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Colombia the number #1 country for birds
Following the end of Colombia’s civil war in 2016, the nation emerged as a top destination for nature-based travel, coming as no surprise as it is the second most biologically diverse country in the world. Even more impressive, the nation hosts a wide range of distinct and unique ecosystems that have led to the evolution of an extraordinary amount of endemic wildlife (species that can be found nowhere else on Earth). Among Colombia’s greatest ecotourism attractions is that the country ranks number one in bird diversity with 1,958 species, and this number grows every year with each new discovery.
At the northern tip of the country lies a supreme hotspot of biodiversity, the Sierra Nevada de Santa Marta. This mountain range is home to an unparalleled wealth of endemic and endangered species, leading it to be named one of the most irreplaceable sites in the world. Despite its conservation importance, only 15 percent of the Sierra Nevada’s original habitat remains after decades of brutal deforestation. This widespread destruction has left many of the region’s species hovering on the brink of extinction, including endemic wildlife that can survive nowhere else – from the colorful and raucous Santa Marta Parakeet to the secretive and elusive Santa Marta Sabrewing hummingbird.
Birdwatchers from around the globe travel thousands of miles to sneak a peek at the area’s rare species. Fortunately, the rising demand in nature-based tourism has developed immense potential for local residents to participate as bird guides and to work in the ecotourism industry, which will help to support an environmentally sustainable future for the region.
Training Women as Bird Guides to Foster a Sustainable Future through Ecotourism
As tourism continues growing in the Sierra Nevada de Santa Marta, many women are interested to become bird guides. However, they are being confronted by a series of challenges, including a lack of equipment and an absence of training opportunities. In addition, gender barriers are high as the profession is dominated by men. Working as a bird guide in Colombia is considered a privilege that offers status and a high-paying job, commonly designated to educated and bilingual professionals. But in the rural communities of the Sierra Nevada de Santa Marta, education is limited.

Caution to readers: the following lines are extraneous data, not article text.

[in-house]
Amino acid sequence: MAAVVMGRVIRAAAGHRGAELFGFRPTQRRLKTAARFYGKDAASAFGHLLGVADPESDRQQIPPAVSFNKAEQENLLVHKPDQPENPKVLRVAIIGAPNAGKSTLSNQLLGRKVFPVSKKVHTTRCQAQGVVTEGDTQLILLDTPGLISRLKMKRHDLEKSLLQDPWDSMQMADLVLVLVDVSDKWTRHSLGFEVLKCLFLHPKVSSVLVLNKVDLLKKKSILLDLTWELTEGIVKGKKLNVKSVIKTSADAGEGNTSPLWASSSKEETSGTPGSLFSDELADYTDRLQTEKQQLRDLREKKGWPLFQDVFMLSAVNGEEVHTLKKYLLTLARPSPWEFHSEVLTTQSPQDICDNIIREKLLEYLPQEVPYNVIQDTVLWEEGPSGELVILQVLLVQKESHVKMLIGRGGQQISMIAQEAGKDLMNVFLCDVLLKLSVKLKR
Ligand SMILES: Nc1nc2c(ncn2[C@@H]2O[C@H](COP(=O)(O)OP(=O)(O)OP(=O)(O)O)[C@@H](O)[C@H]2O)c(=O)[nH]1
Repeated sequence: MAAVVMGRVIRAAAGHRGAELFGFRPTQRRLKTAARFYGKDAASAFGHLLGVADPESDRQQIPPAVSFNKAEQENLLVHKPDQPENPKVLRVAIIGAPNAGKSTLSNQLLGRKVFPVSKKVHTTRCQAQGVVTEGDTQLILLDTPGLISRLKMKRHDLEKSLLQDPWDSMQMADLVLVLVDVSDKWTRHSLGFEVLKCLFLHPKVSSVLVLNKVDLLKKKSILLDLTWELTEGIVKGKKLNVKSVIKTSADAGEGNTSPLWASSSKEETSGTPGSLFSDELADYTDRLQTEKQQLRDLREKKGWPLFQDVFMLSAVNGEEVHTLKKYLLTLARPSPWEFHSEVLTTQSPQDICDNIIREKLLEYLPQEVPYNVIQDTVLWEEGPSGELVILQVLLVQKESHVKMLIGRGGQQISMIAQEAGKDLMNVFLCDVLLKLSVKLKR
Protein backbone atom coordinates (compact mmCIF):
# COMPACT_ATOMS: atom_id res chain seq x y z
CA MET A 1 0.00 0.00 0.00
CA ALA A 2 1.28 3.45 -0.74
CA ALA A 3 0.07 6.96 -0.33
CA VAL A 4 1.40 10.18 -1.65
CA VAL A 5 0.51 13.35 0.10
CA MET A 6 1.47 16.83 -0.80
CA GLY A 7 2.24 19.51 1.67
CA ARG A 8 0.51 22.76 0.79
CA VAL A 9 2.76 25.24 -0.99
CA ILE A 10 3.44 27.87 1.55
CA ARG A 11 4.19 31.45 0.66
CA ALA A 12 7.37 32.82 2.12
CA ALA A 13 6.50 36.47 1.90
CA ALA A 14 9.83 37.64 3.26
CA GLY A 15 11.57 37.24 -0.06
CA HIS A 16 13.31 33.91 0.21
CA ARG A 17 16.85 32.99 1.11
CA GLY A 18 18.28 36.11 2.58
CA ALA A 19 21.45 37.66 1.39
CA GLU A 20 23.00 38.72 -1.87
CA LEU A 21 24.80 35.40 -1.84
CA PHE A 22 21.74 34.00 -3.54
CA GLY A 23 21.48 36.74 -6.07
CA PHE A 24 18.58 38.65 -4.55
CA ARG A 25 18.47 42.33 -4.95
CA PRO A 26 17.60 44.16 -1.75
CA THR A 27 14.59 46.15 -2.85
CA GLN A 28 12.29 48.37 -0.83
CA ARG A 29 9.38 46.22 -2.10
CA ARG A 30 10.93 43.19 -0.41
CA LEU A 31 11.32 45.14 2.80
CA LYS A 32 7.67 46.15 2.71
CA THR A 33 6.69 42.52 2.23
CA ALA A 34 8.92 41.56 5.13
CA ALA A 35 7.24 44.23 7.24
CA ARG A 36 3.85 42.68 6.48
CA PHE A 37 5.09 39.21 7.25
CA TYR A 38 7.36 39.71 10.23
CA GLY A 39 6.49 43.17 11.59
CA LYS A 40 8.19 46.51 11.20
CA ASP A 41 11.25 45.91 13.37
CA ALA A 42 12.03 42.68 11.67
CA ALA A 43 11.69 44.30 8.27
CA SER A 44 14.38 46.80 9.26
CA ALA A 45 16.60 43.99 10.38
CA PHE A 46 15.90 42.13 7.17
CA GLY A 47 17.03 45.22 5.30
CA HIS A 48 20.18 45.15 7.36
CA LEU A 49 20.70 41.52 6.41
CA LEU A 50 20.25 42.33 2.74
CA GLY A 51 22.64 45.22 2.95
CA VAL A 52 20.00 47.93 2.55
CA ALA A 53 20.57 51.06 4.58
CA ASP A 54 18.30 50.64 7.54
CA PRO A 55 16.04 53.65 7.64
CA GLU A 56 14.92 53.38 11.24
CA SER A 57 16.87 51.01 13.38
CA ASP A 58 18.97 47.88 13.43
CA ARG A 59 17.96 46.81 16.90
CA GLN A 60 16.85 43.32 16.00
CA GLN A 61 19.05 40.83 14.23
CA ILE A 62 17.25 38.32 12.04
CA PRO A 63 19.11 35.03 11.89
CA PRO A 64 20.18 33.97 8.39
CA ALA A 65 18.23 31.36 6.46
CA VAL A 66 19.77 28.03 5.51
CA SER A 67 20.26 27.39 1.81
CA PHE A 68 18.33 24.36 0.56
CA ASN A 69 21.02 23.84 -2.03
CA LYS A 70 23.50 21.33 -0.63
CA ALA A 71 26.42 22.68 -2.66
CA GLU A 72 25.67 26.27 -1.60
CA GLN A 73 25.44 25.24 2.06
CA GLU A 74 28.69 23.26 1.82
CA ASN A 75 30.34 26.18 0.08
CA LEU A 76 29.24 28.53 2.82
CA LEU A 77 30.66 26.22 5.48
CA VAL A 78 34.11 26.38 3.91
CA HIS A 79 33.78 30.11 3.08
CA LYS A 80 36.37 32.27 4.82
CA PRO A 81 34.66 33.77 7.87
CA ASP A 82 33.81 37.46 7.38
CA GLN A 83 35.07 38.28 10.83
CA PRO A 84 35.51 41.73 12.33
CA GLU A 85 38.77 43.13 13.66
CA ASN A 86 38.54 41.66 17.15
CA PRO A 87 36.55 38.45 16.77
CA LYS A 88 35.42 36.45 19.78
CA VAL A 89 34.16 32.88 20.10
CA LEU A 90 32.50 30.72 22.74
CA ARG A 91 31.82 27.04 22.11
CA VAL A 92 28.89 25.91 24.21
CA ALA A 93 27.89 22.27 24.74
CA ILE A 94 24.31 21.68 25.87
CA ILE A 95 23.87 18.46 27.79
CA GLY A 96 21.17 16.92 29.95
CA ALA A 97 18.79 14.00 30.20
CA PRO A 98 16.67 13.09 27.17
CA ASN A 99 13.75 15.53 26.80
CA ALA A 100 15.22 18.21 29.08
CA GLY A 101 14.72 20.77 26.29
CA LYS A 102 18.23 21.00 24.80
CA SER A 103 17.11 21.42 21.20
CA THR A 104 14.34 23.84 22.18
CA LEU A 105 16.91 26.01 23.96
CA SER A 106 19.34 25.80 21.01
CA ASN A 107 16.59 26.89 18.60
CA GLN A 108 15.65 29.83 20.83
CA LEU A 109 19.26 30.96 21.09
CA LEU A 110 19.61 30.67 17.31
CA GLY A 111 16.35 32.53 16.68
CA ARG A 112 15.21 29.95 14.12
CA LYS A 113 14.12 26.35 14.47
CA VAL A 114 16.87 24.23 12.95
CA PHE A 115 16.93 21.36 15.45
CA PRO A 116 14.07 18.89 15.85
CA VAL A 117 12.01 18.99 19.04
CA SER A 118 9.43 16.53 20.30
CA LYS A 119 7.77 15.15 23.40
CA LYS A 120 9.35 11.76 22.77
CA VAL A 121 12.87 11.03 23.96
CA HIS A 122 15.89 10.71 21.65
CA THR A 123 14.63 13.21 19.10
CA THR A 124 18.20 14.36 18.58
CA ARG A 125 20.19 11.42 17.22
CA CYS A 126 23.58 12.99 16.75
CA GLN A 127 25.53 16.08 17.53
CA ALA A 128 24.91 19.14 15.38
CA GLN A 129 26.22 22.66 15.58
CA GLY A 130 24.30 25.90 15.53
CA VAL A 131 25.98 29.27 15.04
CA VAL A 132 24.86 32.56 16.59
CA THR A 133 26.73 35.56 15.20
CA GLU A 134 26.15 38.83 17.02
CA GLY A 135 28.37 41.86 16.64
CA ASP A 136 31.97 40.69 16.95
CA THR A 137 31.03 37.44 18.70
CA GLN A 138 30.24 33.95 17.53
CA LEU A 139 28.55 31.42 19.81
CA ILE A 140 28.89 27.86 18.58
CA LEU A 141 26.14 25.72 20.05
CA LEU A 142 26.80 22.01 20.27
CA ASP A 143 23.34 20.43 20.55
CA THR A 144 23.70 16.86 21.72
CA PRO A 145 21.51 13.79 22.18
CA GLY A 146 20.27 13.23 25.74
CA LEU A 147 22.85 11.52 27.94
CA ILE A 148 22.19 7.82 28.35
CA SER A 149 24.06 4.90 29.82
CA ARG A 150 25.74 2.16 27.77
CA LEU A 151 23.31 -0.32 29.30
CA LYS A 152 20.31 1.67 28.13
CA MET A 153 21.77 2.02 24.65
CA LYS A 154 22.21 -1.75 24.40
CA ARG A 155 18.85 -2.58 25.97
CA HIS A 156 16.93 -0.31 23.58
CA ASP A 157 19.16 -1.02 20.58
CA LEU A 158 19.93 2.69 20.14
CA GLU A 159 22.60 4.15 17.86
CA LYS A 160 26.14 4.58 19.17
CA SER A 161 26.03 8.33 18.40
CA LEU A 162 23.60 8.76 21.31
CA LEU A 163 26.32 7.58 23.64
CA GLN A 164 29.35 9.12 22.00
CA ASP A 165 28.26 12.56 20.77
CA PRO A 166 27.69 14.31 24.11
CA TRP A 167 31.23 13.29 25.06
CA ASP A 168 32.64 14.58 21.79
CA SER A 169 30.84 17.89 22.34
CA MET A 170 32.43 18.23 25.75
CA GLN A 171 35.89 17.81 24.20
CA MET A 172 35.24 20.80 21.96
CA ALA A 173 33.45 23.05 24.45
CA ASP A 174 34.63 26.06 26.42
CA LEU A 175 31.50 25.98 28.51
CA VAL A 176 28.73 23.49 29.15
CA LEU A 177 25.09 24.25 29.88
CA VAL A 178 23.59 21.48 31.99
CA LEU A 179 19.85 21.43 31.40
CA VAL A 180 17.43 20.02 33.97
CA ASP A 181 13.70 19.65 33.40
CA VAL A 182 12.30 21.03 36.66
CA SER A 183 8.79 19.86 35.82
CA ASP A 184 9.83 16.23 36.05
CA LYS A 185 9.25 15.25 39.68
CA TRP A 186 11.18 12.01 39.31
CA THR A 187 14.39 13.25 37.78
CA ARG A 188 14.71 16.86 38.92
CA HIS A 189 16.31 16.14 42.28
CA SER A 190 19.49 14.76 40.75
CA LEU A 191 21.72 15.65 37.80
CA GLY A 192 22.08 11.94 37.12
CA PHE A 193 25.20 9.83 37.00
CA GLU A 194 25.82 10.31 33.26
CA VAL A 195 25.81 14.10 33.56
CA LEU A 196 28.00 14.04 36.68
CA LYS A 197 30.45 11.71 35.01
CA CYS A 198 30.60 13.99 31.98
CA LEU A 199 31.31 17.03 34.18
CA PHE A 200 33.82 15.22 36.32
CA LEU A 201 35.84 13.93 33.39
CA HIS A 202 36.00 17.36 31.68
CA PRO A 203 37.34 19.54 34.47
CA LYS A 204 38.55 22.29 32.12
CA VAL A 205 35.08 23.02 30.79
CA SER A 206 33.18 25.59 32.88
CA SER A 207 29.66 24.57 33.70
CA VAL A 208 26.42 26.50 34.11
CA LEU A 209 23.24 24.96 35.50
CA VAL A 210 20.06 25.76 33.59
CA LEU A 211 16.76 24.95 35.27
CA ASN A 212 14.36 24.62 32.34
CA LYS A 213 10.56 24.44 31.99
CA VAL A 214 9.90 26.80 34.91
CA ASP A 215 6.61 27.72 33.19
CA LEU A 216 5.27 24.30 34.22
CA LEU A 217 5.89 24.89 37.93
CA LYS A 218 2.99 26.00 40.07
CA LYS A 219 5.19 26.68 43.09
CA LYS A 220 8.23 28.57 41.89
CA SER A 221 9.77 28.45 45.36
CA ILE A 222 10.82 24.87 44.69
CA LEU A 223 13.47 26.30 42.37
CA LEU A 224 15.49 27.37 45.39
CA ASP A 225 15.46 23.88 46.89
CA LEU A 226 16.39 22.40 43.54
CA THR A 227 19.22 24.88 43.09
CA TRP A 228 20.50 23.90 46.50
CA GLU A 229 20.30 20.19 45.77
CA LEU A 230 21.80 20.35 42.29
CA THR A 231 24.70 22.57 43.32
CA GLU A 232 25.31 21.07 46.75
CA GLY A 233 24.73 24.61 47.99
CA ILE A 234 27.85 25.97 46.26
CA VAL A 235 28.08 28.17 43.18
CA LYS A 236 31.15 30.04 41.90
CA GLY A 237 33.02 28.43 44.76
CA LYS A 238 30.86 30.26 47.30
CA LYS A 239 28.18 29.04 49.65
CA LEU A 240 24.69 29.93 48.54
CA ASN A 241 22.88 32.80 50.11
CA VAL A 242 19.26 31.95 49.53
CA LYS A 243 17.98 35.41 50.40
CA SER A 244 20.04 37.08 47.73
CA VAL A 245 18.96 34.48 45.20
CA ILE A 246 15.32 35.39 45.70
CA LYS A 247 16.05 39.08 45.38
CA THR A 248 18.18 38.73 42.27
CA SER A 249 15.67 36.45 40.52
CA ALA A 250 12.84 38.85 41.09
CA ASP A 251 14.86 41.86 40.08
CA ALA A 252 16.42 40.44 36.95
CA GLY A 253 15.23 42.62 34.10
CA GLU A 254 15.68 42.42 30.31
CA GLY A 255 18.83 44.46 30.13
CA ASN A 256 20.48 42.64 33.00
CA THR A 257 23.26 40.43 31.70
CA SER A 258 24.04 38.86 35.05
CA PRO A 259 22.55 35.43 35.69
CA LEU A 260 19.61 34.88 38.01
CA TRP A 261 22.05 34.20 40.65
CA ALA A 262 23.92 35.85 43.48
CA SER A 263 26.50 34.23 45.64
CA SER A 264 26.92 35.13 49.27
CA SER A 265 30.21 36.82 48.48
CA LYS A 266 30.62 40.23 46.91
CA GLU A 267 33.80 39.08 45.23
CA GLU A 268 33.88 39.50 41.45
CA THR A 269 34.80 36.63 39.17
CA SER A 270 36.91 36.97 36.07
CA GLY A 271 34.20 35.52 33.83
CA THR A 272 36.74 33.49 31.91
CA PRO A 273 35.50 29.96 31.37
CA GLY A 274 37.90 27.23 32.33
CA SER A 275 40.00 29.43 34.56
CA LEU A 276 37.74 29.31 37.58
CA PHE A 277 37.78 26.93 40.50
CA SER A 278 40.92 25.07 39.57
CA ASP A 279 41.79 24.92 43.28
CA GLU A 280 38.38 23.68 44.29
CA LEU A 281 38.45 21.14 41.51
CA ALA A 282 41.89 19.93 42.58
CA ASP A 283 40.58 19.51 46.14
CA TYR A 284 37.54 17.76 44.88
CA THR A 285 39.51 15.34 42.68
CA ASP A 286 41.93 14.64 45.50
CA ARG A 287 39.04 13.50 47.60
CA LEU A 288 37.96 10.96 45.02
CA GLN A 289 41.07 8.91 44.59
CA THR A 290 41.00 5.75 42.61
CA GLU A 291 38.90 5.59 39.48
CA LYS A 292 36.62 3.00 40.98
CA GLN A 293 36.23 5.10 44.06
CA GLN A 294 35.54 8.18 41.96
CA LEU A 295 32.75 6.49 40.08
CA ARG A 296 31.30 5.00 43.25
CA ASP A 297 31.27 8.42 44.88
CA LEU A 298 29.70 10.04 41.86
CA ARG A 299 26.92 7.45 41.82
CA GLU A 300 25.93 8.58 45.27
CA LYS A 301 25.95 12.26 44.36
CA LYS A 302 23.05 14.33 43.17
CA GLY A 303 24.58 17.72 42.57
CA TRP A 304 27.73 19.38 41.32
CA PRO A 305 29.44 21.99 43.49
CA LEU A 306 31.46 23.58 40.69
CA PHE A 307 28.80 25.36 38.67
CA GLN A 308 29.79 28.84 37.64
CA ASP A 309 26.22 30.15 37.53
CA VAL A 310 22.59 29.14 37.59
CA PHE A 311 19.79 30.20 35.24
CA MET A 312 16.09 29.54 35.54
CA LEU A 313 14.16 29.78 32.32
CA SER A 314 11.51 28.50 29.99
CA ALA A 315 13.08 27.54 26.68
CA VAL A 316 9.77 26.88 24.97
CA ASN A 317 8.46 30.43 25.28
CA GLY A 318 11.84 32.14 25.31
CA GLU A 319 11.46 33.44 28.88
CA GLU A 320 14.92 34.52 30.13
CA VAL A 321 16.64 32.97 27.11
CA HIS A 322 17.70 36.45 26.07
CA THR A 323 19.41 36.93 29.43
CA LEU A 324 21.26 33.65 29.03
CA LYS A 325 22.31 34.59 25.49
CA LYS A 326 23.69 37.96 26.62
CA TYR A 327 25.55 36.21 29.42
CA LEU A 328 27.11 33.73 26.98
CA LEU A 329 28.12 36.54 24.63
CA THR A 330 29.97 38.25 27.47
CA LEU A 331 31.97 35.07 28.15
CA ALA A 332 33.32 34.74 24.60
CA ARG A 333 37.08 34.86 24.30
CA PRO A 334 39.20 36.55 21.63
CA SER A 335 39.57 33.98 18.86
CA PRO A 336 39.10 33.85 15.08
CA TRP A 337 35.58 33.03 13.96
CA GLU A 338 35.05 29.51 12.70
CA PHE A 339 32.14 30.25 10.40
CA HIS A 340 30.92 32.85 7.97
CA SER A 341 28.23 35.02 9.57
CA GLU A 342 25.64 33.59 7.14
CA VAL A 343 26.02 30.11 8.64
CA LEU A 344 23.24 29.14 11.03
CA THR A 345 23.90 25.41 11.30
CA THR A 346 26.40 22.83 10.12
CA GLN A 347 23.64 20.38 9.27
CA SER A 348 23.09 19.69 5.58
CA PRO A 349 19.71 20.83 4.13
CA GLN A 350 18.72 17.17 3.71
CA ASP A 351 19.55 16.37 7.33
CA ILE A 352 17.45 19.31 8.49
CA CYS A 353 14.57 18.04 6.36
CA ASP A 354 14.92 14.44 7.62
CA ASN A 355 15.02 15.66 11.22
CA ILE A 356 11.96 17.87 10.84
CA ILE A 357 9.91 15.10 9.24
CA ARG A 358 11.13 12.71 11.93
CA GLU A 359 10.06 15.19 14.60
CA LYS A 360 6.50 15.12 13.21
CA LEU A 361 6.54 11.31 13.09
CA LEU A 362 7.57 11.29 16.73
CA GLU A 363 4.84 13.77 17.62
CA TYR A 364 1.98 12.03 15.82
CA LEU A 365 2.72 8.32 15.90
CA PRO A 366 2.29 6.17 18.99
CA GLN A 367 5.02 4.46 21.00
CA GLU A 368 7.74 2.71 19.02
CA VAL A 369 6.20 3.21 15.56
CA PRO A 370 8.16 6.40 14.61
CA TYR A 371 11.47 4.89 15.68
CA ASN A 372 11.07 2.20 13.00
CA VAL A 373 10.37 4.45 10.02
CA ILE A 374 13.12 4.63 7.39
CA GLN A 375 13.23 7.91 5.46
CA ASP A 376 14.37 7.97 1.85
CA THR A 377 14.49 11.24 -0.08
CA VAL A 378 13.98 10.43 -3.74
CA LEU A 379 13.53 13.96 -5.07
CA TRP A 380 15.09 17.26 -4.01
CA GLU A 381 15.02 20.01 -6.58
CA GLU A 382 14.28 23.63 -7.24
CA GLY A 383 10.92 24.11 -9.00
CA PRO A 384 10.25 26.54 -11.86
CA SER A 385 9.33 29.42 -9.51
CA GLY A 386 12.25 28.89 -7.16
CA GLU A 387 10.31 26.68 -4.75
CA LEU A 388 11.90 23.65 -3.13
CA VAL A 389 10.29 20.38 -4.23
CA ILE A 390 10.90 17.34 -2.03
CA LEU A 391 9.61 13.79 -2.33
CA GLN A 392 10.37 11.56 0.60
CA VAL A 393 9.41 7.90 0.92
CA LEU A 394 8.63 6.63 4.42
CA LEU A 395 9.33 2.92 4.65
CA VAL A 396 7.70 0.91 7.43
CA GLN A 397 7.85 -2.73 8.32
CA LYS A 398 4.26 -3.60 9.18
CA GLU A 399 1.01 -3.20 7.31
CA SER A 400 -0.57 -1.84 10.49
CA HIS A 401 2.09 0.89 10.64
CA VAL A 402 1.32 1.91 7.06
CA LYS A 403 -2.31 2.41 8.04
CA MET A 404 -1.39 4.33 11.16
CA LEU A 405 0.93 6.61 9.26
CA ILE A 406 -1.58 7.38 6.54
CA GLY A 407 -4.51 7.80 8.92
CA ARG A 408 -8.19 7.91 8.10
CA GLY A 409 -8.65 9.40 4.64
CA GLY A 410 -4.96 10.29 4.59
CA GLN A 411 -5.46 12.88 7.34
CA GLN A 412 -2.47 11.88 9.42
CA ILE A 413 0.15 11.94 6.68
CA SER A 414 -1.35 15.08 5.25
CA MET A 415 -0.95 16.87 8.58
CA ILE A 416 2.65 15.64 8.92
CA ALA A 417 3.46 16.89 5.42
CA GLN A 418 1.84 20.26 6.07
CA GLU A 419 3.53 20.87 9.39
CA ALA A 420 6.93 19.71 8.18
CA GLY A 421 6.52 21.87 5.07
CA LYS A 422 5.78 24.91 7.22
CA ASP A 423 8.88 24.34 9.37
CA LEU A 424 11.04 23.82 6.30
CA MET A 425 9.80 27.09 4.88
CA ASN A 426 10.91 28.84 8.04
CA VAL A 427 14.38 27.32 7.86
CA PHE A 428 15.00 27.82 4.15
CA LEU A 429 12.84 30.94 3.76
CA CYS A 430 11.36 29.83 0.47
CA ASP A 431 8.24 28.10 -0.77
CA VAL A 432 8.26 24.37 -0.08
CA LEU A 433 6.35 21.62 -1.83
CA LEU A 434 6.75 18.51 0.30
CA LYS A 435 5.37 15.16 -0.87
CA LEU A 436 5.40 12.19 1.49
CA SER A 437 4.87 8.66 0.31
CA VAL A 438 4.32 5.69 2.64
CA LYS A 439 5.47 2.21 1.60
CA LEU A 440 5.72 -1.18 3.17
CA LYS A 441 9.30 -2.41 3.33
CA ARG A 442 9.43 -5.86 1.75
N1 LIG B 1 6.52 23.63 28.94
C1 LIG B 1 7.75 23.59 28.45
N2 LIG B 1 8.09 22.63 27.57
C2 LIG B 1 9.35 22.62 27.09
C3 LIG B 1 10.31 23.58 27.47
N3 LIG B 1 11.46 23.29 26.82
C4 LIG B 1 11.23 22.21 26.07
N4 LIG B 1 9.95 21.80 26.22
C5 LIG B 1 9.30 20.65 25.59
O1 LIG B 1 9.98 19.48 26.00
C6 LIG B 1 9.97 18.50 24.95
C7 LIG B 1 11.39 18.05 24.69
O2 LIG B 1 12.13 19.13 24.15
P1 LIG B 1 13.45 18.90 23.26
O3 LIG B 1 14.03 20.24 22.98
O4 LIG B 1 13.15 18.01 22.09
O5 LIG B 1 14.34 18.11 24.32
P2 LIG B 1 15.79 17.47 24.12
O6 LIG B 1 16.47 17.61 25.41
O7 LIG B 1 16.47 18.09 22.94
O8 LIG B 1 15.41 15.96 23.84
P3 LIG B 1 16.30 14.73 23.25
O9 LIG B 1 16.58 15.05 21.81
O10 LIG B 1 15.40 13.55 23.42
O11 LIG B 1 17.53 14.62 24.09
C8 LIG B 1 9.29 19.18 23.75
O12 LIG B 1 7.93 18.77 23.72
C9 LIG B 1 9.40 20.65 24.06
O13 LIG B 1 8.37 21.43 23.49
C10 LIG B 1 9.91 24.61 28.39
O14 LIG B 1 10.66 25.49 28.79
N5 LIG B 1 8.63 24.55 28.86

To help bridge this gap and promote equal opportunities, Women for Conservation commenced instructional classes in November 2019 to empower local women with training as bird guides and to pursue careers in ecotourism. The classes offer lessons in bird identification, focused on bird anatomy, locations, migration, and taxa classification, as well as personalized lessons in conversational English to help future guides communicate with tourists. As part of the program, women also receive first-hand training in the field with local forest guards on how to use binoculars, how to spot birds in trees, and how to differentiate trickier species like warblers and flycatchers.
During the lessons, a noticeable shift in perspective is being noted among participants regarding their rising appreciation for wildlife and the environment. The women now show great interest in the area’s birdlife and become excited when they see the first migratory songbirds of the year.
By unifying women in the Sierra Nevada de Santa Marta and actively involving communities in conservation, a collective consciousness about the importance of nature preservation is being built. In the past, conservation work with these communities consisted of training women how to create and sell artisan jewelry from materials like tagua seeds that were sustainably harvested from the surrounding forests.
Through its training and education programs, Women for Conservation seeks to promote opportunities for environmentally-responsible professions in key biodiversity hotspots while lifting up women, ultimately helping to support gender equality, protect endangered species, and reduce deforestation – all for the good of the planet.